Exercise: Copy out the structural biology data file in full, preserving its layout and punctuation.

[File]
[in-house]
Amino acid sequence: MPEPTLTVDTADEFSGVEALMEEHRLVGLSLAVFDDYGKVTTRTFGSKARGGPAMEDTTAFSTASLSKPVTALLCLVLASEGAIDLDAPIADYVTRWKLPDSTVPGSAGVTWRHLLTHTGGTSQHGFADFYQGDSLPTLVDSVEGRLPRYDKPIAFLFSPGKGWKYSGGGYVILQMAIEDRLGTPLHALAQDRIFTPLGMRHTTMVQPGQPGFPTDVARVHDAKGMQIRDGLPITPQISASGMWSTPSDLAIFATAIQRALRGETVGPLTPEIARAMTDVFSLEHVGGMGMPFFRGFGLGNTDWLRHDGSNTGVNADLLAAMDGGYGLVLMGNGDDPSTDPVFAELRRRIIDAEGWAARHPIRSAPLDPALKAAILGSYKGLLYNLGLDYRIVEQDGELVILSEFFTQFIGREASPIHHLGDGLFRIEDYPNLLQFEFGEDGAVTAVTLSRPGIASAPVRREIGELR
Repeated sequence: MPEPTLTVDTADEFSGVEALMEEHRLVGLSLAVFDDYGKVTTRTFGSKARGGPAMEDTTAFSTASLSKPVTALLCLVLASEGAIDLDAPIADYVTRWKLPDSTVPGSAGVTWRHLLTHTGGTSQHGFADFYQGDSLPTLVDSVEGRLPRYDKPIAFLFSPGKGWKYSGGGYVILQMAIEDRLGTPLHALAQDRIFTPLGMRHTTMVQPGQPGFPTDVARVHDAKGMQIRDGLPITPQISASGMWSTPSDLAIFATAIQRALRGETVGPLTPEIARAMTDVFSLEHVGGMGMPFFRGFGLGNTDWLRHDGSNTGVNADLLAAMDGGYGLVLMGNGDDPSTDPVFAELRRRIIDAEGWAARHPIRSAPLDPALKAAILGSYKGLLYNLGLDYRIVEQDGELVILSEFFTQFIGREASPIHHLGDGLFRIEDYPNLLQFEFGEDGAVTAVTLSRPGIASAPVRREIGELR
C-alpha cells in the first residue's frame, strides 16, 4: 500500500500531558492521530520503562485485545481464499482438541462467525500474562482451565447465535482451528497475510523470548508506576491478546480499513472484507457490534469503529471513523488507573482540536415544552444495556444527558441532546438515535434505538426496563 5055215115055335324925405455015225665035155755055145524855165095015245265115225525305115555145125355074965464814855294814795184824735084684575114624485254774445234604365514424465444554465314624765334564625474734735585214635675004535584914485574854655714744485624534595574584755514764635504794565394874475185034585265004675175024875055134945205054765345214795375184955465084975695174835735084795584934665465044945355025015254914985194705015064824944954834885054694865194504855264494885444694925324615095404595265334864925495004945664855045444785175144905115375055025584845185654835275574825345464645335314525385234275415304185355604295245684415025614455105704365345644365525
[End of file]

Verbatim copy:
[in-house]
Amino acid sequence: MPEPTLTVDTADEFSGVEALMEEHRLVGLSLAVFDDYGKVTTRTFGSKARGGPAMEDTTAFSTASLSKPVTALLCLVLASEGAIDLDAPIADYVTRWKLPDSTVPGSAGVTWRHLLTHTGGTSQHGFADFYQGDSLPTLVDSVEGRLPRYDKPIAFLFSPGKGWKYSGGGYVILQMAIEDRLGTPLHALAQDRIFTPLGMRHTTMVQPGQPGFPTDVARVHDAKGMQIRDGLPITPQISASGMWSTPSDLAIFATAIQRALRGETVGPLTPEIARAMTDVFSLEHVGGMGMPFFRGFGLGNTDWLRHDGSNTGVNADLLAAMDGGYGLVLMGNGDDPSTDPVFAELRRRIIDAEGWAARHPIRSAPLDPALKAAILGSYKGLLYNLGLDYRIVEQDGELVILSEFFTQFIGREASPIHHLGDGLFRIEDYPNLLQFEFGEDGAVTAVTLSRPGIASAPVRREIGELR
Repeated sequence: MPEPTLTVDTADEFSGVEALMEEHRLVGLSLAVFDDYGKVTTRTFGSKARGGPAMEDTTAFSTASLSKPVTALLCLVLASEGAIDLDAPIADYVTRWKLPDSTVPGSAGVTWRHLLTHTGGTSQHGFADFYQGDSLPTLVDSVEGRLPRYDKPIAFLFSPGKGWKYSGGGYVILQMAIEDRLGTPLHALAQDRIFTPLGMRHTTMVQPGQPGFPTDVARVHDAKGMQIRDGLPITPQISASGMWSTPSDLAIFATAIQRALRGETVGPLTPEIARAMTDVFSLEHVGGMGMPFFRGFGLGNTDWLRHDGSNTGVNADLLAAMDGGYGLVLMGNGDDPSTDPVFAELRRRIIDAEGWAARHPIRSAPLDPALKAAILGSYKGLLYNLGLDYRIVEQDGELVILSEFFTQFIGREASPIHHLGDGLFRIEDYPNLLQFEFGEDGAVTAVTLSRPGIASAPVRREIGELR
C-alpha cells in the first residue's frame, strides 16, 4: 500500500500531558492521530520503562485485545481464499482438541462467525500474562482451565447465535482451528497475510523470548508506576491478546480499513472484507457490534469503529471513523488507573482540536415544552444495556444527558441532546438515535434505538426496563 5055215115055335324925405455015225665035155755055145524855165095015245265115225525305115555145125355074965464814855294814795184824735084684575114624485254774445234604365514424465444554465314624765334564625474734735585214635675004535584914485574854655714744485624534595574584755514764635504794565394874475185034585265004675175024875055134945205054765345214795375184955465084975695174835735084795584934665465044945355025015254914985194705015064824944954834885054694865194504855264494885444694925324615095404595265334864925495004945664855045444785175144905115375055025584845185654835275574825345464645335314525385234275415304185355604295245684415025614455105704365345644365525